Also, and most crucially…. You don’t have to be “the best gamer in the world” to work in QA. If you can play games a bit then that’s great but team working, a curious mind and a good grasp of English will get you started. The rest you can pick up as you go along.


Looking back on GDC 2019

Last week was arguably one of the biggest weeks in the year for game developers around the globe. It was of course, the return of GDC for GDC 2019 in San Francisco, California. As always, d3t and other members of the Keyword Studios family flew over to meet with the rest of the industry.

What is GDC?

The Game Developers Conference (GDC) is an annual event that aims to bring the game development industry together to network, inspire and learn from one another. Whilst GDC has always been held in San Francisco, there are variations such as GDC China and GDC Europe which are held in other locations.

GDC acts as a place for independent studios and larger corporations alike to share their latest work and host workshops to introduce the audience to new tech.

What happened at GDC 2019?

Our Studio Technical Director, Noel Austin shares his account of GDC 2019…

Noel, Andy & Lyndon GDC 2019

“GDC 2019 was incredibly busy, with lots of buzz and excitement around the venue and surrounding areas.

God of War and Spiderman had a big presence in the Conference talks. It’s so great that they can talk so openly about their productions. Sharing this knowledge enables the next generation of games to push the envelope even further and brings the quality output of the industry higher and higher.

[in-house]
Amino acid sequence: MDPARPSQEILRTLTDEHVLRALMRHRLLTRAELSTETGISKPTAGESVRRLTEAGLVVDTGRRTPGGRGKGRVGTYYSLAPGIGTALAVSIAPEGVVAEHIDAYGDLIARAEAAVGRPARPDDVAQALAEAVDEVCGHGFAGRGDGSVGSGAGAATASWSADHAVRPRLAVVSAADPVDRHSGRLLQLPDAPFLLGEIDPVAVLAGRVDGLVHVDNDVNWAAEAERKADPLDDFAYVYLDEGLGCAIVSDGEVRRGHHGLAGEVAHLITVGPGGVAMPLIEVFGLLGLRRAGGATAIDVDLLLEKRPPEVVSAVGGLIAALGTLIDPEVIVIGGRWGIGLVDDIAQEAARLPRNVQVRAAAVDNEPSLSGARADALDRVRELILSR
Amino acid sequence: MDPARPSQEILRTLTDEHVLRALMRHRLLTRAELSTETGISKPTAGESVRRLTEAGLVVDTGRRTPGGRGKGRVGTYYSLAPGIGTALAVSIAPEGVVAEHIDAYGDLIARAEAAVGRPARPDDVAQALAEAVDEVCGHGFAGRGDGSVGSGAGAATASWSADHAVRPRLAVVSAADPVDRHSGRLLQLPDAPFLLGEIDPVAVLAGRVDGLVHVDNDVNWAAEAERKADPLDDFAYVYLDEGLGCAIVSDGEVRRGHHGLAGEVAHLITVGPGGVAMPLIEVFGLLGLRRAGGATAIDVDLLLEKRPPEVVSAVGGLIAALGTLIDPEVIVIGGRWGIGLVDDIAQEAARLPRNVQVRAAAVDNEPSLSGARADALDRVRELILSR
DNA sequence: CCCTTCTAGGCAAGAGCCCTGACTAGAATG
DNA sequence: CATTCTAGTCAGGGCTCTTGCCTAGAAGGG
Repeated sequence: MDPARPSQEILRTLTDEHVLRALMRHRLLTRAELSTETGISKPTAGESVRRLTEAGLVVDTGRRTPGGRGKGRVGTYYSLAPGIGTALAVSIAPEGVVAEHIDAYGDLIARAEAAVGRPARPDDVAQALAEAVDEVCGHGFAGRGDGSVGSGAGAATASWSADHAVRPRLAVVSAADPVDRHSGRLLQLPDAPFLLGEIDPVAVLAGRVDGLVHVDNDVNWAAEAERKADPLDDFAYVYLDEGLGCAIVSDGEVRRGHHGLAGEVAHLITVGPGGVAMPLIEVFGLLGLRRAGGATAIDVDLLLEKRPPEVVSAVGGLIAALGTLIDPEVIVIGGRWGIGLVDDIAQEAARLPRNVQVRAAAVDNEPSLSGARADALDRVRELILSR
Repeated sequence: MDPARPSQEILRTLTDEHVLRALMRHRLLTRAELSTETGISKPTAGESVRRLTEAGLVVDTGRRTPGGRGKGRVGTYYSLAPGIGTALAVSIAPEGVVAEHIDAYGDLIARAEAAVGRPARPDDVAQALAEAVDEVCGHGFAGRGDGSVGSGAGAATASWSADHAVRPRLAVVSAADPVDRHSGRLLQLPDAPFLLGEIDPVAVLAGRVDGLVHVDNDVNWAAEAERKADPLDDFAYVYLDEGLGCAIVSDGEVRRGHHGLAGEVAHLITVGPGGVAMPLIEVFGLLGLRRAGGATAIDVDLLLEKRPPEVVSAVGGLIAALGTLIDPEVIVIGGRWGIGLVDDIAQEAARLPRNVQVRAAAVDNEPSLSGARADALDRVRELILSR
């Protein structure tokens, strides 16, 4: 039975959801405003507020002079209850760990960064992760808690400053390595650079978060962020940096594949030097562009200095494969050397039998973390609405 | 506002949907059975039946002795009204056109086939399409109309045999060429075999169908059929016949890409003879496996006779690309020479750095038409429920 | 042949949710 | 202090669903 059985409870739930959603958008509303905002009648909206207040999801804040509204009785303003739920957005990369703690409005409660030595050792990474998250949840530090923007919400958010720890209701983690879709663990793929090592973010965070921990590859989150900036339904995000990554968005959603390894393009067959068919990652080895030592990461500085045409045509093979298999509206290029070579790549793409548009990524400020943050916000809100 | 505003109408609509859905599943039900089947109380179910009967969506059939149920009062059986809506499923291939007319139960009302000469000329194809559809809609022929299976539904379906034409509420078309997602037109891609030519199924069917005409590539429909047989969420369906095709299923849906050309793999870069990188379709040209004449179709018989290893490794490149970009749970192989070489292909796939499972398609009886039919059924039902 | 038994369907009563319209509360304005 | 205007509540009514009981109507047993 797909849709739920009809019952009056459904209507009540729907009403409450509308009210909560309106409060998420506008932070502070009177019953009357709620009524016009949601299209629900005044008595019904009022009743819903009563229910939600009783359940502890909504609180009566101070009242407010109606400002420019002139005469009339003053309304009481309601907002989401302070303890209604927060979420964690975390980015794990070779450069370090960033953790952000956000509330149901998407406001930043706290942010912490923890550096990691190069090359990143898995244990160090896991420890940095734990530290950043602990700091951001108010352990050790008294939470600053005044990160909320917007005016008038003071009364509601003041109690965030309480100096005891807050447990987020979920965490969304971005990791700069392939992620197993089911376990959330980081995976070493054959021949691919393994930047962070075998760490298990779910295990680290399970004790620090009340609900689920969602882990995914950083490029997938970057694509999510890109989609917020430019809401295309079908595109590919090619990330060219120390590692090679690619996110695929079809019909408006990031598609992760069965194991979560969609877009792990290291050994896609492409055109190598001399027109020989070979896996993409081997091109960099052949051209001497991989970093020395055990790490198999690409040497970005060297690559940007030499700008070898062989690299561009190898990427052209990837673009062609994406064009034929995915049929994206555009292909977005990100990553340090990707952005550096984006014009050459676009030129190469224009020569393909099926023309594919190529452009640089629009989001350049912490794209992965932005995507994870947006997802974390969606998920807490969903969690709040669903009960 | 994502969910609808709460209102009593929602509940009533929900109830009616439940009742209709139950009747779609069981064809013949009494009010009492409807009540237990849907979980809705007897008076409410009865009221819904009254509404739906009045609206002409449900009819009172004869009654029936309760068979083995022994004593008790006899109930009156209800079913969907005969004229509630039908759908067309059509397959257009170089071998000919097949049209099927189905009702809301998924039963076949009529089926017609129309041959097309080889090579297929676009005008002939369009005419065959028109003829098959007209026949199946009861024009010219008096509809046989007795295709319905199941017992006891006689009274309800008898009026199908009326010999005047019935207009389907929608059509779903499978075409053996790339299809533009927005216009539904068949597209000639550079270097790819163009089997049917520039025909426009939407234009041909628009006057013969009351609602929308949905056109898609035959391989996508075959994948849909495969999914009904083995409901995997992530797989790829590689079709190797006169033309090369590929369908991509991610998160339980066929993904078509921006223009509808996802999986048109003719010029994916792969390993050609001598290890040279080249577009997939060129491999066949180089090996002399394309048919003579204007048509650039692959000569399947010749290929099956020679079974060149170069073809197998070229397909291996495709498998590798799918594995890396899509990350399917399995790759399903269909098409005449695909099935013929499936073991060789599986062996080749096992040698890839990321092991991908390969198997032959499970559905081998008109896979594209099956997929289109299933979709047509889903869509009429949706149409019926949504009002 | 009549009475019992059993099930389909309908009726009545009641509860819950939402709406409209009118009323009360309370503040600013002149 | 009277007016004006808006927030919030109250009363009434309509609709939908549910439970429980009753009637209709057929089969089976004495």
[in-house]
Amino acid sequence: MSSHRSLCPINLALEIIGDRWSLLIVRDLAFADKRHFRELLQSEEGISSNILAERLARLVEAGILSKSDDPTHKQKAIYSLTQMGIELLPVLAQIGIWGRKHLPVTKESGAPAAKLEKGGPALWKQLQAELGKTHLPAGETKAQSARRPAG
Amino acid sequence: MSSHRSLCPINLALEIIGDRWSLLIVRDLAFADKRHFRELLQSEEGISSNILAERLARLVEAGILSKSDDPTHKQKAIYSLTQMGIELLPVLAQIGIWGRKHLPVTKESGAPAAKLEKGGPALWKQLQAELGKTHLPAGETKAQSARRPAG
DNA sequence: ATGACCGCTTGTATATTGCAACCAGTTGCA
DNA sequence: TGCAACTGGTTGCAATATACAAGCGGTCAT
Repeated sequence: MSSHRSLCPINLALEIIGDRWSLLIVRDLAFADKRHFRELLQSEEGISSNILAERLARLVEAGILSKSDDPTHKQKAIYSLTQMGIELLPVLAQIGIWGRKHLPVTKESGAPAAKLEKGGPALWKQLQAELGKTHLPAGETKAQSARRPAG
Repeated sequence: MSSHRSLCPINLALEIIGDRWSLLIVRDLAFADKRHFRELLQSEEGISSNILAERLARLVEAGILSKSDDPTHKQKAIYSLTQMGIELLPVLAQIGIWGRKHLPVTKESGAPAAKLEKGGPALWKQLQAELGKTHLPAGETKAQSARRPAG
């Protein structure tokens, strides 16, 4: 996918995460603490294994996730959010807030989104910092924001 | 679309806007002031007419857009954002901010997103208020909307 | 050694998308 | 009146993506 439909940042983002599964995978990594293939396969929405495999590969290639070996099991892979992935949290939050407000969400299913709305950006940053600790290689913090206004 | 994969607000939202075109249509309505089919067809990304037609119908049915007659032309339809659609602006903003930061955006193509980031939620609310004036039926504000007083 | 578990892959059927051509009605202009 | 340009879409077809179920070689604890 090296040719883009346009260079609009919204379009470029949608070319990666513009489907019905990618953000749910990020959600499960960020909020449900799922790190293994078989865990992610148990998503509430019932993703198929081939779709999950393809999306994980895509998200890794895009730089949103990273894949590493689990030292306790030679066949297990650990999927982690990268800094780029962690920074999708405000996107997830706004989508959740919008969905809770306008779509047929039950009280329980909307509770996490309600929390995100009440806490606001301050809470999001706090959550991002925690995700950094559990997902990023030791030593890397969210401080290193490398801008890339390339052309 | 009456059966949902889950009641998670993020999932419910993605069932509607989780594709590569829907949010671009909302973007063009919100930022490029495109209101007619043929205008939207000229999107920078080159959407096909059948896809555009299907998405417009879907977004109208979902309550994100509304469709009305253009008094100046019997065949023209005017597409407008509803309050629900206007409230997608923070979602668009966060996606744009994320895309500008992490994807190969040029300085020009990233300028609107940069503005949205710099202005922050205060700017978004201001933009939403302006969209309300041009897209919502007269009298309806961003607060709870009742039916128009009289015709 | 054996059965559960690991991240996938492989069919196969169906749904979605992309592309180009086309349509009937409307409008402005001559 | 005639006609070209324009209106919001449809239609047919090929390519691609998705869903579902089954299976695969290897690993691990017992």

The Moscone Center, home of GDC 2019

We bumped into many friends and clients of ours, and maybe they were drunk (!) but everyone was really positive about d3t.

Our professionalism and transparency is important to everyone we work with.

Keywords party was fantastic and well attended. The family is growing ?. Internal studios were well represented and lots of clients mixing too”

GDC Passes

GDC 2020

Following the success of GDC 2019, dates for GDC 2020 have now been confirmed as follows:

  • March 16 to Friday, March 20, 2020.
  • San Francisco’s Moscone Convention Center.
  • Submissions for GDC 2020 will open in the summer.

d3t welcomes Alex Neumann

Alex Neumann joined the d3t team as a Junior Programmer on 25th March 2019. Alex tells us a bit more about himself…

Tell us about your background and experience prior to d3t?

I studied Physics at the University of Leicester and during my time there, I went to Australia for a year where I was able to complete a few Computer Science courses. This led me to playing around with OpenGL and DirectX APIs in my free time as I had always been interested in games & graphical rendering. During my final year at university, I applied to various roles and landed a job in the web/app industry at a company called Cantarus. After 7 months of working, I realised that my passion lied towards the games industry and applied to d3t.

Why d3t?

d3t allows you to work on many different projects, each project has its own set unique challenges and you can be working on a different part of game programming each time. At interview, it was clear that the company is super friendly, and everyone loved working here… and I wanted to be a part of that!

What was the recruitment process like?

The process was quick, friendly and very enjoyable. After applying for the role, I received a 24-hour coding challenge where I was tasked with implementing various features into a game. This enabled me to showcase the best of my abilities and I found it extremely fun that I ended up spending a lot of time on the challenge. Shortly after submitting the coding challenge, I received an offer to go to interview where I was interviewed by Phil & Scott. The interview was very friendly and laidback, and both Phil & Scott put me right at ease at the start of the interview. Later that day, I received a job offer.

Tell us some fun facts about yourself.